Center for Russia and Eurasia

The RAND Center for Russia and Eurasia (CRE) brings together experts from across RAND to shed light on the foreign policies, domestic developments, and economic relationships of the countries that succeeded the Soviet Union. Whether it's Russian defense planning, foreign investment in Ukraine, or assistance programs in Central Asia and the Caucasus, RAND researchers leverage multidisciplinary tools, deep regional knowledge, and a wealth of substantive expertise in economics, security, health, education, and other areas to improve understanding and policy both for those in the region and for those engaging it.

CRE also houses the RAND Business Leaders Forum (RBLF), a membership organization that convenes a select group of executives and policymakers from the United States, Russia, and Europe for dialogue on the broad array of strategic issues that face their countries and their companies.

Recent Commentary

  • Soviet President Mikhail Gorbachev (L) and U.S. President Ronald Reagan begin their mini-summit talks in Reykjavik, October 11, 1986, photo by Mal Langsdon/Reuters

    Reagan's Cold War Lessons for Handling Russia

    Aug 9, 2019

    Rising public protests in Russia may be putting the Kremlin on the defensive at home. But Moscow is playing offense abroad, challenging the West more than at any time since Ronald Reagan's presidency. Reagan's strategy to counter the Kremlin back then offers insights that could help guide U.S. policy today.

  • View of the U.S. Capitol Building, photo by SurangaWeeratunga/AdobeStock

    RAND's Summer Reading List for Congress

    Aug 5, 2019

    For busy staff, August's respite from back-to-back meetings, hearing preparation, and late votes is hard-earned. The summer recess also provides an opportunity to get ahead of issues that will resurface in the fall. To that end, we have compiled recent RAND research on topics likely to top the congressional agenda come September.

  • Steam rises from the chimneys of a thermal power plant behind the Ivan the Great Bell Tower in Moscow, Russia January 9, 2018, photo by Maxim Shemetov/Reuters

    Cyber Threats from the U.S. and Russia Are Now Focusing on Civilian Infrastructure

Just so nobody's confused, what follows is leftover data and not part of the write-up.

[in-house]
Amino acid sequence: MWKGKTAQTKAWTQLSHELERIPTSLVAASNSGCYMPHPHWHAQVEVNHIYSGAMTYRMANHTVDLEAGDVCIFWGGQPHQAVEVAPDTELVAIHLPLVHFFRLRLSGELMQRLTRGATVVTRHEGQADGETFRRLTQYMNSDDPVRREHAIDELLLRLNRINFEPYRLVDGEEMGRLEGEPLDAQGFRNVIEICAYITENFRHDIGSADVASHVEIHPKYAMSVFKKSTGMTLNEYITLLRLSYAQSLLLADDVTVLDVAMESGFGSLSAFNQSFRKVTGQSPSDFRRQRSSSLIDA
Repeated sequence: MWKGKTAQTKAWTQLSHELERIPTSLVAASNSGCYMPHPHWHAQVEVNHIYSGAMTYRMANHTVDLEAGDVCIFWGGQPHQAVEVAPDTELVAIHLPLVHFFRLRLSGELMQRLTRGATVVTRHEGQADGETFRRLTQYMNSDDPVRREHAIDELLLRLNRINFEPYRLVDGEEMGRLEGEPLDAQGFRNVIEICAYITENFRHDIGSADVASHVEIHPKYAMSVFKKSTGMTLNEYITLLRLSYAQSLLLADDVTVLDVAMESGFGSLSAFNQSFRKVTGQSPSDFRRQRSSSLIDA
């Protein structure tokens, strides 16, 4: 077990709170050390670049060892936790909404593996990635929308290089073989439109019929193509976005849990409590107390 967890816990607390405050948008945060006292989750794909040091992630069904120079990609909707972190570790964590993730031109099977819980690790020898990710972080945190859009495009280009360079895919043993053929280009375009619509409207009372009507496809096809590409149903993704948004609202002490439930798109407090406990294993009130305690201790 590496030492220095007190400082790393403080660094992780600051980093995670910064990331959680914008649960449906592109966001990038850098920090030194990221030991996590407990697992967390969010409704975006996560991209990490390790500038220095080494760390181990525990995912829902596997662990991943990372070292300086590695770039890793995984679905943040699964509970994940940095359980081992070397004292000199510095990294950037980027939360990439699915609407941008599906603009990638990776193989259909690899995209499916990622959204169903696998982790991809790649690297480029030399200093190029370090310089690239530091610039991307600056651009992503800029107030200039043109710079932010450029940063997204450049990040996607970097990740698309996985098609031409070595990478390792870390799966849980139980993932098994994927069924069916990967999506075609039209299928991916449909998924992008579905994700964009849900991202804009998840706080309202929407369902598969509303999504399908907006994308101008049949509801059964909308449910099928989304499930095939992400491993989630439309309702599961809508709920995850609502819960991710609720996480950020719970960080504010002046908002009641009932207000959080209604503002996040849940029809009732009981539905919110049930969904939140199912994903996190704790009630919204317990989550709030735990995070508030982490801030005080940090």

Jul 23, 2019

    For years, Russia and the United States have been targeting each other's infrastructure through cyberattacks. But the aggression and scope of these operations now seem unprecedented. What are the best options for U.S. policymakers?

  • A portion of a city model glows red indicating a cyber threat to infrastructure at the DarkMatter booth during the Black Hat information security conference in Las Vegas, Nevada, July 26, 2017

    Fighting and Winning the Undeclared Cyber War

    Jun 24, 2019

    Russia has executed deliberate intrusions into U.S. critical infrastructure since at least 2011. These systems have included government entities, commercial facilities, water resource plants, and aviation institutions. What actions or policies can the U.S. execute to improve security?

  • U.S. Secretary of State Mike Pompeo and Russian Foreign Minister Sergey Lavrov shake hands prior to their talks in Sochi, Russia, May 14, 2019, pU.S. Secretary of State Mike Pompeo and Russian Foreign Minister Sergey Lavrov shake hands prior to their talks in Sochi, Russia, May 14, 2019

    Can Washington and Moscow Agree to Limit Political Interference?

    Jun 13, 2019

    After his meeting with U.S. Secretary of State Mike Pompeo in May, Russian Foreign Minister Sergei Lavrov said that Russia had proposed a mutual non-interference pledge. The concept of elaborating norms of non-interference on a mutual basis might be the best way to stabilize U.S.-Russian relations and prevent the damaging episodes of recent years from happening again.

  • Members of Russia's National Guard block participants of a rally in support of detained Russian investigative journalist Ivan Golunov in Moscow, Russia, June 12, 2019, photo by Maxim Shemetov/Reuters

    A Democratic Spring Could Be Stirring in Eurasia. The West's Quiet Support Can Help

    Jun 13, 2019

    An incipient Eurasian “democratic spring” may not yet be on the horizon, but political awareness and civil society are gaining ground. The West could contribute by continuing to help to fill information vacuums, and by offering training and support for nurturing civil society, conducting free and fair elections, and developing competitive politics.

  • U.S. President Ronald Reagan (R) and Soviet President Mikhail Gorbachev sign the Intermediate-Range Nuclear Forces (INF) treaty in the White House, Washington, DC, December 8, 1987, photo by Str Old/Reuters

    What Ronald Reagan Can Teach Us About Dealing with Contemporary Russia

    May 13, 2019

    Politics loves its historical analogies and today, perhaps, there is no more common a comparison to the Trump presidency than the Reagan administration. Reagan's tenure was marked by his successful competition with the Soviet Union. Does Reagan provide a blueprint for triumphing over modern Russia?

More commentary from CRE researchers »